Greek question & the pre-history of *nekwt

Patrick C. Ryan proto-language at
Sat Feb 27 04:57:58 UTC 1999

Dear Rich and IEists:

-----Original Message-----
From: Patrick C. Ryan <proto-language at>
Date: Friday, February 26, 1999 5:18 PM

>This is neatly explained by *negh-w-, the *-w- of which apparently in
>carried over into the first syllable in some cases in Greek (perhaps
>through -*gw-). In any case, you have to be able to explain the -u- of the

>[ Moderator's comment:
>  But the stem in question has a labiovelar, not a palatal+labial cluster.
>  And Cowgill's Law explains the development of *o > u quite nicely.
>  --rma ]

I know of no reflex that suggests a palatal (^) + labial combination. Are you
suggesting that I am considering g[^]h-w-? I am not. I think -gh-w- is still
the likeliest termination.

[ Moderator's comment:
  Perhaps I am confused about what you mean when you write <gh-w->:  To me,
  this suggests a segment *gh followed by a segment *w, especially when you
  write about the latter being "carried over into the first syllable".  My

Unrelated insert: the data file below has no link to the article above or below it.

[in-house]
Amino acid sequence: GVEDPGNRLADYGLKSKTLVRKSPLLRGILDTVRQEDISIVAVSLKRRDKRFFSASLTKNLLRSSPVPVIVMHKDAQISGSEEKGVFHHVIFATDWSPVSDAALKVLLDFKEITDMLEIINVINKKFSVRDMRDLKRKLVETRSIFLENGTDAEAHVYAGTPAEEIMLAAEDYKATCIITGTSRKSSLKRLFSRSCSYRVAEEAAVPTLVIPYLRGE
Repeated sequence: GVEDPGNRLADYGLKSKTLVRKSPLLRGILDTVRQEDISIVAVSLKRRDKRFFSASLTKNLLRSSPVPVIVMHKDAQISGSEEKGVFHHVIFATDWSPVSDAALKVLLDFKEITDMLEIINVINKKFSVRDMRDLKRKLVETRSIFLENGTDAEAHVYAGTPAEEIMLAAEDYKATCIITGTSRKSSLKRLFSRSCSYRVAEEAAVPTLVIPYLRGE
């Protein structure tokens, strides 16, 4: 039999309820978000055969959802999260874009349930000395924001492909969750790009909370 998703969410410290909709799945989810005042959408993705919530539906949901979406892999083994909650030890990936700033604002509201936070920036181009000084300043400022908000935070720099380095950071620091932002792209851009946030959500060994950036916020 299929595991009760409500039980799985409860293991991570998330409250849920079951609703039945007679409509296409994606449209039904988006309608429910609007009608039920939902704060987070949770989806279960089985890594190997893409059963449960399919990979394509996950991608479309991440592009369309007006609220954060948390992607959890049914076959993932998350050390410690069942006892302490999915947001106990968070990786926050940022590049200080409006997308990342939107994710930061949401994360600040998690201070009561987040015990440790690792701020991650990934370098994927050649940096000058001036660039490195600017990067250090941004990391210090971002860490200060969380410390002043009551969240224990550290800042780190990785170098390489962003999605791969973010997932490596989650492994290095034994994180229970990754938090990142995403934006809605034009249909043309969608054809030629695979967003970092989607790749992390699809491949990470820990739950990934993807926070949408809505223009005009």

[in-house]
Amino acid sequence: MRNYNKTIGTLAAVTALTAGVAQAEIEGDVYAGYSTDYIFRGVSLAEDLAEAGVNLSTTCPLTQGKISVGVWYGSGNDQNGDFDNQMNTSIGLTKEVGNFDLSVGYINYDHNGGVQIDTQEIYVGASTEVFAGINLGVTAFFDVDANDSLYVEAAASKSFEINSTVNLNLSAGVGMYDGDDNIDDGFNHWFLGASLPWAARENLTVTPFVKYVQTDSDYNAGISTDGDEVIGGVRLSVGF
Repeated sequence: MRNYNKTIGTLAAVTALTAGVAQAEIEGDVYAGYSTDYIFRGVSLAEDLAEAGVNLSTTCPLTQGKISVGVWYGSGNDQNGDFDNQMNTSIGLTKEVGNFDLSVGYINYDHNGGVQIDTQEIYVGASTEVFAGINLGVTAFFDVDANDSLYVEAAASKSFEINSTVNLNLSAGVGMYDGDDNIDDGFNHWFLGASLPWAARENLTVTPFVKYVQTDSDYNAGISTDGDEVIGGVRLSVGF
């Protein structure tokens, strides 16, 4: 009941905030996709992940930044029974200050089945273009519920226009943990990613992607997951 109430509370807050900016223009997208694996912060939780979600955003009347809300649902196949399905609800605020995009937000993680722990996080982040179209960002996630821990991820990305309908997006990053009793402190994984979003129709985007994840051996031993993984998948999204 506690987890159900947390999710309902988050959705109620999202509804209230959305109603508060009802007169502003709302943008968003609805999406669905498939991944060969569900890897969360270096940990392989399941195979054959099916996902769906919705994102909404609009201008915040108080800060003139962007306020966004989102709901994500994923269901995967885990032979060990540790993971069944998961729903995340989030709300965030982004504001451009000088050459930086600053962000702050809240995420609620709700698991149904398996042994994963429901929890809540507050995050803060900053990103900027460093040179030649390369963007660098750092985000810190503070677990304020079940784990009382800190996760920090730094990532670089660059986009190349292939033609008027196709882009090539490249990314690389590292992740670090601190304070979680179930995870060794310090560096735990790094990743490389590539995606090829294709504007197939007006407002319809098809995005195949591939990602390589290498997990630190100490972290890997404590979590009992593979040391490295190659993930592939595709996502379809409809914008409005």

point is that the symbol used in all Indo-Europeanist literature which is
  not limited to ASCII has a superscript <w>, which in my TeX-influenced way
  I would write as *g{^w}h (or less preferably *gh{^w}).  I'm afraid that the
  sloppy manner in which labiovelars get written has misled you into thinking
  that the -u- of the Greek word _nuks, nuktos_ is metathesized from after a
  palatal (or simple velar, if you allow three series of dorsals).
  --rma ]

But, let me ask a question: are you saying that Hittite does *not* suggest
that the final element before the [w], glide or extension, was voiced? That
is a perfectly legtimate position but I was not aware it was very
well-represented these days.

[ Moderator's response:
  I've not addressed this issue before.  Sturtvant himself noted a *tendency*
  for single vs. double writing of (mostly voiceless) stops to correspond to
  a voiced vs. voiceless distinction in the rest of Indo-European (or, as he
  would have it, in Indo-European proper).  However, as I remember what he
  said about Hittite _nekuz_, he considered the spelling <ku> to represent a
  labiovelar which could not otherwise be written in cuneiform--and since it
  thus appears before another consonant, the single/double writing tendency
  would not be germane.
  --rma ]


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